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Tests confirm grave contains Ceausescu's remains

DNA tests have confirmed that a body exhumed at a cemetery in Bucharest is that of the late Romanian dictator, Nicolae Ceausescu.

Ceausescu ruled Romania from 1965 until he and his wife, Elena, were captured and shot by a hastily assembled firing squad on Christmas Day in 1989 while fleeing the mass protests which marked the fall of communism in the country.

They were executed at an army base near the town of Targoviste and the bodies were buried without fanfare, causing many Romanians and surviving family members to doubt whether the graves in Bucharest really contained the dictator's remains.

Dan Dermengiu, the head of Romania's forensic institute, said: "The DNA from his brother and his son show that it is Nicolae Ceausescu."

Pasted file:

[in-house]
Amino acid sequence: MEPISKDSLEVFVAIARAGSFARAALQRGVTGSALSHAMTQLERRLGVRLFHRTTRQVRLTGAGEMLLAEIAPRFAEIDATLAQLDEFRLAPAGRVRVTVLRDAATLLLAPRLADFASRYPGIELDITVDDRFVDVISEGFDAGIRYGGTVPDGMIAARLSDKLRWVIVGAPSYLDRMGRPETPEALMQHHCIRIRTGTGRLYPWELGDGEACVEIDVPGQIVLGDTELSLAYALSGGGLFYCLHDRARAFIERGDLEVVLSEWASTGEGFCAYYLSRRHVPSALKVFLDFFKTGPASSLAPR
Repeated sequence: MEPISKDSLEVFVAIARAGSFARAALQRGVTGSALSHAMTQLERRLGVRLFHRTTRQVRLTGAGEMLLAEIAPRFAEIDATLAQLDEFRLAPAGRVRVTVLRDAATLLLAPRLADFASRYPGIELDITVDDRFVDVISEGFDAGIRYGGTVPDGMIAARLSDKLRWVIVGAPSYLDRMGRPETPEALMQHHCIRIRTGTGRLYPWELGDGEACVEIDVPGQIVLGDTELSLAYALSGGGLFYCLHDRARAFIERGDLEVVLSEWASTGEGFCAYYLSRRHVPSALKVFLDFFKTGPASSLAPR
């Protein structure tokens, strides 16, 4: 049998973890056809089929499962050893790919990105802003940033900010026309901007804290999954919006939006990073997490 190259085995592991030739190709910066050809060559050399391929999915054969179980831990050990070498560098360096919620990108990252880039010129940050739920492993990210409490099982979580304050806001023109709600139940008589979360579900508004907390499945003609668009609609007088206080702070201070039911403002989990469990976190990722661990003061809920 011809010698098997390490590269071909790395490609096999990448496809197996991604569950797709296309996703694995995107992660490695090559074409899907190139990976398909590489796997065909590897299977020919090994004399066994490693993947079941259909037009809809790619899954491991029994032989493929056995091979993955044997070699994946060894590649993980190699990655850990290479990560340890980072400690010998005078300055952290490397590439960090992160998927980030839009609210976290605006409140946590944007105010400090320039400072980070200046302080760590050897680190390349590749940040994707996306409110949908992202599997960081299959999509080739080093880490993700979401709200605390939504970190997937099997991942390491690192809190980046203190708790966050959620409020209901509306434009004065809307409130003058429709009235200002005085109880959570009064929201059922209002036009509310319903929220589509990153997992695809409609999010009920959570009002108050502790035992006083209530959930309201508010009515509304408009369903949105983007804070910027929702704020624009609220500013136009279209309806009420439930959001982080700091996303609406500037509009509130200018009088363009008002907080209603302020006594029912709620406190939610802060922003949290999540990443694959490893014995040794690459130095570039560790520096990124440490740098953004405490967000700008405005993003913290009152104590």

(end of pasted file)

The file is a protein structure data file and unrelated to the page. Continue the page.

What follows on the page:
The family had threatened to sue the Romanian state if the remains – exhumed on 21 July – had not belonged to the Ceausescus. But Mr Dermengiu said in the case of Elena, there was not enough material available for a conclusive test. The remains of the Ceausescus were exhumed in response to requests from the couple's daughter, Zoia, who died of lung cancer in 2006, her husband, Mircea Oprean, and Ceausescu's son, Valentin.

Mr Oprean was quoted by local media as saying he saw his father-in-law's coat riddled with bullets. "After what I saw, I tend to believe they are them," he said of the remains.

Zoia Ceausescu first asked for the identities of the bodies to be checked soon after the executions but the process was delayed for years as it proceeded through Romania's bureaucratic legal system after the 1989 revolution.